2. Calculate total refrigerant charge: Calculate the total refrigerant charge in each VRF system by adding the refrigerant quantity of the VRF equipment and the piping.
  3. Create room list: Prepare a list of rooms served by each VRF system. List the floor area, ceiling height, volume and occupancy classification. Use ASHRAE Standard 15 to find the refrigerant concentration limit for each room.
  4. Calculate: Calculate the minimum allowed room volume by first calculating the minimum allowed floor area based on the formula:
    • Minimum allowed floor area (square feet) = [Total system refrigerant charge (pounds)] / [(refrigerant concentration limit (pounds/1,000 cubic feet) x Ceiling height (feet)] x 1,000.
    • Compare the room volume with the calculated minimum allowed room volume. Verify that the room volume is more than the calculated minimum room volume. Mark rooms that do not meet this requirement for corrective action.
  5. Corrective action: There are various corrective actions that can be taken to ensure compliance, which includes (but is not limited to):
    • Increase the room volume by connecting it to other rooms and increase the room size.
    • Increase the room volume by raising the ceiling height.
    • Reduce the refrigerant charge by reducing piping length.
    • Reduce the refrigerant charge by serving less rooms from the VRF system and increase the amount of VRF outdoor units.
    • Serve very small rooms from a standalone direct expansion mini-split system.

Figure 2: Installation of the indoor units and the branch controller (circuit controller) in progress. Courtesy: WSP

VRF scalability

VRF systems are inherently scalable and can be built one system at a time or installed separately one floor at a time. This makes a VRF system ideal for large-scale construction projects, older buildings undergoing extensive renovations and hotels or apartment buildings with multiple tenants.

VRF manufacturers offer an advanced centralized multizone system controller that provides the most cost-effective way to control and monitor the complete system. The multizone controller features an LCD touch screen. Up to 128 indoor units can be monitored and controlled with individual cooling and heat setpoints, setpoint range limitation, setback setpoints and auto changeover. Up to 1,024 indoor units can be monitored and controlled with the addition of adaptors. The multizone system controller has the ability to store the following data for a few days:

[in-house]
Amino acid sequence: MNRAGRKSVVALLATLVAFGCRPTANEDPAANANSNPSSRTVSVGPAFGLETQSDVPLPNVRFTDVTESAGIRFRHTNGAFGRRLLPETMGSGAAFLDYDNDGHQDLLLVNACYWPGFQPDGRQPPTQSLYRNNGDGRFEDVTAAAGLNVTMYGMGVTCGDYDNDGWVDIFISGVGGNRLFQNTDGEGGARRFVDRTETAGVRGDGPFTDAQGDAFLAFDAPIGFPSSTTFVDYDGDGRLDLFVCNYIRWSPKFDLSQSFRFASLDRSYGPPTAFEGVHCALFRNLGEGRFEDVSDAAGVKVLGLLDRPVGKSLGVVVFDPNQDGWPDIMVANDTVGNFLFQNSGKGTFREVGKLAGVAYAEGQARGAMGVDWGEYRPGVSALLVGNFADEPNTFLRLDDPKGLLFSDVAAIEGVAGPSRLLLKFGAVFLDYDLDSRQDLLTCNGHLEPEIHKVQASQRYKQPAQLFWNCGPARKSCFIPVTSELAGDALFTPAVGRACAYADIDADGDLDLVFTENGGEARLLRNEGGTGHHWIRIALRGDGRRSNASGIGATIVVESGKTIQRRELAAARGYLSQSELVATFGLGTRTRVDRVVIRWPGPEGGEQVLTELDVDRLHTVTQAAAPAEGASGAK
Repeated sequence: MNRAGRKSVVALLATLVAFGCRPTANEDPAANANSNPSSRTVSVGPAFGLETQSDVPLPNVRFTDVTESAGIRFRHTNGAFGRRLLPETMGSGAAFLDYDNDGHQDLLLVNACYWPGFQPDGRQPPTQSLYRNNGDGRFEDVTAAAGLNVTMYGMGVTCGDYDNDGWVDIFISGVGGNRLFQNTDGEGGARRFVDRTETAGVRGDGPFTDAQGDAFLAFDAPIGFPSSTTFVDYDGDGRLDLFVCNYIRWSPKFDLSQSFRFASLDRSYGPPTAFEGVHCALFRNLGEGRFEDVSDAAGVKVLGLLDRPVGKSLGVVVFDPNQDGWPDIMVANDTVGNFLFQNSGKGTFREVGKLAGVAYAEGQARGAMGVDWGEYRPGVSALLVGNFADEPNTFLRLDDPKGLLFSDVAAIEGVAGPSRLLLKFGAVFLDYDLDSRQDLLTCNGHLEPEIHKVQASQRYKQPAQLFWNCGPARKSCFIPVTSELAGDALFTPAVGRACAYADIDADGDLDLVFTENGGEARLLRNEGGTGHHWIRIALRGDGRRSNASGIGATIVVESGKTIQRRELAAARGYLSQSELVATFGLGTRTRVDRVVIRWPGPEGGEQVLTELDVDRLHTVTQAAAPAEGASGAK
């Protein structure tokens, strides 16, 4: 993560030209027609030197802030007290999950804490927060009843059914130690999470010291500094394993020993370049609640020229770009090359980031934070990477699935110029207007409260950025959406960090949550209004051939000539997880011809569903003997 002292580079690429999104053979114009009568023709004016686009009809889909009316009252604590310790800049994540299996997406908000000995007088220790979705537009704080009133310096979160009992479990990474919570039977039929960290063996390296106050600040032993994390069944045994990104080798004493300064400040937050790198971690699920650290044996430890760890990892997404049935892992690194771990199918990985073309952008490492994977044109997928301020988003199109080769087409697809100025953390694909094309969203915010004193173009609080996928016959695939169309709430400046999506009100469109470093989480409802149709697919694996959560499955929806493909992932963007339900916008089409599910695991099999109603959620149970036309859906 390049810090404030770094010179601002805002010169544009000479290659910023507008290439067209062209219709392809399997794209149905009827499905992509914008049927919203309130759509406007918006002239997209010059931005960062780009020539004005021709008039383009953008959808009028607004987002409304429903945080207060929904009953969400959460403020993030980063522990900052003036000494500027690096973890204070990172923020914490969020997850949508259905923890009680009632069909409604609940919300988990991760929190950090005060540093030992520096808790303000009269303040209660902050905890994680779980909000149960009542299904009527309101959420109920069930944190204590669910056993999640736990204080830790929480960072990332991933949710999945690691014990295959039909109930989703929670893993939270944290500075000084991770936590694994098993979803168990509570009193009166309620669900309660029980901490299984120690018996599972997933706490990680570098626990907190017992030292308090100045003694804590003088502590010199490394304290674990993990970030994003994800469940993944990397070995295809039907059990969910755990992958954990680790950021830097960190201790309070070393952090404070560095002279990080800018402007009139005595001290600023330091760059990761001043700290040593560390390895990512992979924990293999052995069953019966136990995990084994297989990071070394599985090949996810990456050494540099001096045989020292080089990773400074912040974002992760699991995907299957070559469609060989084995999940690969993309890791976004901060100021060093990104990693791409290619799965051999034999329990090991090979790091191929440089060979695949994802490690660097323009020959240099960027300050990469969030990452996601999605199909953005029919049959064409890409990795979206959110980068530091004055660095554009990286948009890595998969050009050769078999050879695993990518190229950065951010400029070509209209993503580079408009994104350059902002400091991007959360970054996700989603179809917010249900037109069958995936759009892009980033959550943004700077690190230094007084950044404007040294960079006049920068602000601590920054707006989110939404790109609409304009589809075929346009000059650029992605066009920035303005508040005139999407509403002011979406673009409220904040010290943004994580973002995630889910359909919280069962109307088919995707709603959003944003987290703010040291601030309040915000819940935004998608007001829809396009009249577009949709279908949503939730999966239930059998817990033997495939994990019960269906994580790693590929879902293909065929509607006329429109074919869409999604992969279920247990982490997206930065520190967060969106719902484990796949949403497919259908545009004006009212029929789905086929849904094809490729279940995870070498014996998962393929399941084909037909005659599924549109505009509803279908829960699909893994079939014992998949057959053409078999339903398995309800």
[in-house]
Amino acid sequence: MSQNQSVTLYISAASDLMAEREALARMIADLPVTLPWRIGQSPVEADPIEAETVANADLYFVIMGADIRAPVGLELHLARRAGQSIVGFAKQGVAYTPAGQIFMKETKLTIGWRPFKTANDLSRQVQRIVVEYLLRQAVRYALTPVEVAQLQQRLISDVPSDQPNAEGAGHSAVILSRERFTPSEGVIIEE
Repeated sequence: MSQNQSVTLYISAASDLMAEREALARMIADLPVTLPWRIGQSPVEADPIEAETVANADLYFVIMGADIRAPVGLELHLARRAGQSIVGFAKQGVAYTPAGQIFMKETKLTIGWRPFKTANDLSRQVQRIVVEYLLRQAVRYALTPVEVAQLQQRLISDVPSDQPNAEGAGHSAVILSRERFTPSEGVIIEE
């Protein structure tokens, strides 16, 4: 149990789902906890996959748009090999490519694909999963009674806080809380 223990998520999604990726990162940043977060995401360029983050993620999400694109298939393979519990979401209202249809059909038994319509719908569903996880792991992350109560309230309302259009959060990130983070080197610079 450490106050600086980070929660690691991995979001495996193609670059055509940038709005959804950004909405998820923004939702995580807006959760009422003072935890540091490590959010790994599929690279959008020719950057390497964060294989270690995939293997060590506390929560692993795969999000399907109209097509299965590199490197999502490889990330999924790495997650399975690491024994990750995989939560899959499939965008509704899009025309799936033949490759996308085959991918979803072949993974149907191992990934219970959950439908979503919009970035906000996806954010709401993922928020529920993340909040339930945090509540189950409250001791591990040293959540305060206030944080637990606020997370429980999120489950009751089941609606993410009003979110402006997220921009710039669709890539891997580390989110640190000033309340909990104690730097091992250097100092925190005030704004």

• Unit operation data.
  • BACnet client objects.
  • Input/output system data.

The operation data can be exported through a USB drive or through the web browser remotely. The building automation system can monitor the BACnet objects of indoor and outdoor unit operation data with the BACnet server gateway option.

Ancillary equipment like interlock sensors, switches, dampers, fans, pumps and lighting can be integrated into the multizone system controller.

With the addition of the tenant billing module, the multizone controller determines the energy consumption of shared condensing units based upon tenant indoor unit demand.

Other functions of the multizone controller includes the following (but not limited to):

  • Optimum start and timed override
  • Advanced Auto changeover with fixed, individual, average and vote methods
  • Web accessibility and alert email (standardized): all screen views and configuration menus can be accessed through web.
  • I/O: monitor and control third party equipment with digital input, digital output, analog input and analog output) signals; up to 512 management points; interlock function with indoor units and ancillary equipment.
  • Power proportional distribution option: calculates apportionment of outdoor unit’s total power consumption to individual units on the system.
  • BACnet client option: enables the controller to use the BACnet/internet protocol; allows for full monitoring and control of third-party BACnet capable equipment.

VRF installation

Like most HVAC systems, VRF systems needs to be installed correctly and comply with the manufacturer’s installation requirements. The installation of refrigeration piping systems for VRF systems are more sophisticated compared to chilled and heating water systems and therefore requires specialized training and skills.

VRF manufacturers offer quality training and certification programs. The manufacturer should always inspect the finished VRF system installation and confirm compliance to its installation guidelines. VRF systems also require regular maintenance to ensure optimal functionality and performance, and past experience demonstrates that maintenance intensity is less compared to chilled and heating water VAV air handling unit systems.

Based on popularity of VRF systems worldwide, coupled with the improved energy efficiency and competitive or lower first cost, VRF systems are here to stay for the foreseeable future.


Pieter de Bod
Author Bio: Pieter de Bod is a senior mechanical engineer at WSP.